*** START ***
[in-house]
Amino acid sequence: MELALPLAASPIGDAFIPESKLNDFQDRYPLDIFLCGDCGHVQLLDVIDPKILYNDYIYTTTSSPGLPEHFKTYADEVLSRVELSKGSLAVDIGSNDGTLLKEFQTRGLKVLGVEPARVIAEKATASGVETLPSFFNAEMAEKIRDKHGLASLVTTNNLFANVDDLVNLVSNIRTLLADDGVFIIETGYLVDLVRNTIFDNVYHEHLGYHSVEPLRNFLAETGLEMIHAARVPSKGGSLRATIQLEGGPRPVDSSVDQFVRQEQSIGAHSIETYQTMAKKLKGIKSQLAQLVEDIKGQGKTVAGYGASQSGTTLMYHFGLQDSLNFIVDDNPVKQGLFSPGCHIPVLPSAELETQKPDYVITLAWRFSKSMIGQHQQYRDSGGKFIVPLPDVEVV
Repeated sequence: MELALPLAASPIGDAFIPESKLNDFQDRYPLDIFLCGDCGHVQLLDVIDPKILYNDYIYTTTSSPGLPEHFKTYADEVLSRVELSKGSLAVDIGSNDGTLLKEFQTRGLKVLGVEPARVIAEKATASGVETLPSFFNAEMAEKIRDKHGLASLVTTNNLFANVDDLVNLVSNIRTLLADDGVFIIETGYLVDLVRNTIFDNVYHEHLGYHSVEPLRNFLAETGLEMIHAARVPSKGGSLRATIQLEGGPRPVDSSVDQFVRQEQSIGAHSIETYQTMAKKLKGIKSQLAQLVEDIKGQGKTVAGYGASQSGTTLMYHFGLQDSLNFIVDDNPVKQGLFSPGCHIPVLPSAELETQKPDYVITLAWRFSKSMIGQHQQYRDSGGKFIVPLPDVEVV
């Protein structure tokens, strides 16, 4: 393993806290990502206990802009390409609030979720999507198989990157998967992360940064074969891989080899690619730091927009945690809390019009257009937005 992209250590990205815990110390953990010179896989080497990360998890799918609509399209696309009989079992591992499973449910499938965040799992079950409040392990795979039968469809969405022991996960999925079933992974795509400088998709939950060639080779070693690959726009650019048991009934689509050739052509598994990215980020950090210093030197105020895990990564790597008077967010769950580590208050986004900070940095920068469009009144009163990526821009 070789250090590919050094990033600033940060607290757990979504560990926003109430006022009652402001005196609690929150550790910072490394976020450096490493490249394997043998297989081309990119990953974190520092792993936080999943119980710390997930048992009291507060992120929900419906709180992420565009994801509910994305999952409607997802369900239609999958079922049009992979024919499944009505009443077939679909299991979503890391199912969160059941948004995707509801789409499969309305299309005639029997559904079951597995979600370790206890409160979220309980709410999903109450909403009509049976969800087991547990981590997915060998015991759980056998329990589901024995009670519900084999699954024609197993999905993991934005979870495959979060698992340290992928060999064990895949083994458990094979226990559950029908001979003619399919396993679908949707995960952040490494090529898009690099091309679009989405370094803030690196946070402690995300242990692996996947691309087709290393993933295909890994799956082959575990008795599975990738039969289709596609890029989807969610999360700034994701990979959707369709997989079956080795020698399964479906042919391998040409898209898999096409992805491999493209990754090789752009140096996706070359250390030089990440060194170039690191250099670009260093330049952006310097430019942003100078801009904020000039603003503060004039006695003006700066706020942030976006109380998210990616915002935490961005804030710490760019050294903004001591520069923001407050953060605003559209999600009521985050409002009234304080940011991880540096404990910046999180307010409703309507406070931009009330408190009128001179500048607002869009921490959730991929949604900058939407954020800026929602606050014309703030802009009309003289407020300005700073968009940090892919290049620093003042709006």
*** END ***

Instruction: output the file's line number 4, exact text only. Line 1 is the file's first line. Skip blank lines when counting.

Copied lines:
């Protein structure tokens, strides 16, 4: 393993806290990502206990802009390409609030979720999507198989990157998967992360940064074969891989080899690619730091927009945690809390019009257009937005 992209250590990205815990110390953990010179896989080497990360998890799918609509399209696309009989079992591992499973449910499938965040799992079950409040392990795979039968469809969405022991996960999925079933992974795509400088998709939950060639080779070693690959726009650019048991009934689509050739052509598994990215980020950090210093030197105020895990990564790597008077967010769950580590208050986004900070940095920068469009009144009163990526821009 070789250090590919050094990033600033940060607290757990979504560990926003109430006022009652402001005196609690929150550790910072490394976020450096490493490249394997043998297989081309990119990953974190520092792993936080999943119980710390997930048992009291507060992120929900419906709180992420565009994801509910994305999952409607997802369900239609999958079922049009992979024919499944009505009443077939679909299991979503890391199912969160059941948004995707509801789409499969309305299309005639029997559904079951597995979600370790206890409160979220309980709410999903109450909403009509049976969800087991547990981590997915060998015991759980056998329990589901024995009670519900084999699954024609197993999905993991934005979870495959979060698992340290992928060999064990895949083994458990094979226990559950029908001979003619399919396993679908949707995960952040490494090529898009690099091309679009989405370094803030690196946070402690995300242990692996996947691309087709290393993933295909890994799956082959575990008795599975990738039969289709596609890029989807969610999360700034994701990979959707369709997989079956080795020698399964479906042919391998040409898209898999096409992805491999493209990754090789752009140096996706070359250390030089990440060194170039690191250099670009260093330049952006310097430019942003100078801009904020000039603003503060004039006695003006700066706020942030976006109380998210990616915002935490961005804030710490760019050294903004001591520069923001407050953060605003559209999600009521985050409002009234304080940011991880540096404990910046999180307010409703309507406070931009009330408190009128001179500048607002869009921490959730991929949604900058939407954020800026929602606050014309703030802009009309003289407020300005700073968009940090892919290049620093003042709006």